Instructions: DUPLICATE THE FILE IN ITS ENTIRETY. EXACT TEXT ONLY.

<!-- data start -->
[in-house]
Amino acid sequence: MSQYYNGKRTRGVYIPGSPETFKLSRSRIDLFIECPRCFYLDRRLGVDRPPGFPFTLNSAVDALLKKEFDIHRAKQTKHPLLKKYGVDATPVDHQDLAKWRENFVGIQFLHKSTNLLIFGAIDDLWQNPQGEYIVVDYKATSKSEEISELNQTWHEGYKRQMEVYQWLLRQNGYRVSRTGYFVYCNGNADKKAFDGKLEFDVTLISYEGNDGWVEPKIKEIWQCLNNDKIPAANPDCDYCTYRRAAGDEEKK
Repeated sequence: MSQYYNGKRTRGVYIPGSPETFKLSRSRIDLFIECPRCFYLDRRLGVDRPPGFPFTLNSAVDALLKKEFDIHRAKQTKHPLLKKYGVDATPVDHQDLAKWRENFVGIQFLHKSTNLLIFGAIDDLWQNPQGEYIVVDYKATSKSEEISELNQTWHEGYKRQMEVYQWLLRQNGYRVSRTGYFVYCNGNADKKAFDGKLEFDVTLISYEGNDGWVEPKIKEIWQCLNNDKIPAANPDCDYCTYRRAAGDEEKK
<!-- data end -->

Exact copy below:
[in-house]
Amino acid sequence: MSQYYNGKRTRGVYIPGSPETFKLSRSRIDLFIECPRCFYLDRRLGVDRPPGFPFTLNSAVDALLKKEFDIHRAKQTKHPLLKKYGVDATPVDHQDLAKWRENFVGIQFLHKSTNLLIFGAIDDLWQNPQGEYIVVDYKATSKSEEISELNQTWHEGYKRQMEVYQWLLRQNGYRVSRTGYFVYCNGNADKKAFDGKLEFDVTLISYEGNDGWVEPKIKEIWQCLNNDKIPAANPDCDYCTYRRAAGDEEKK
Repeated sequence: MSQYYNGKRTRGVYIPGSPETFKLSRSRIDLFIECPRCFYLDRRLGVDRPPGFPFTLNSAVDALLKKEFDIHRAKQTKHPLLKKYGVDATPVDHQDLAKWRENFVGIQFLHKSTNLLIFGAIDDLWQNPQGEYIVVDYKATSKSEEISELNQTWHEGYKRQMEVYQWLLRQNGYRVSRTGYFVYCNGNADKKAFDGKLEFDVTLISYEGNDGWVEPKIKEIWQCLNNDKIPAANPDCDYCTYRRAAGDEEKK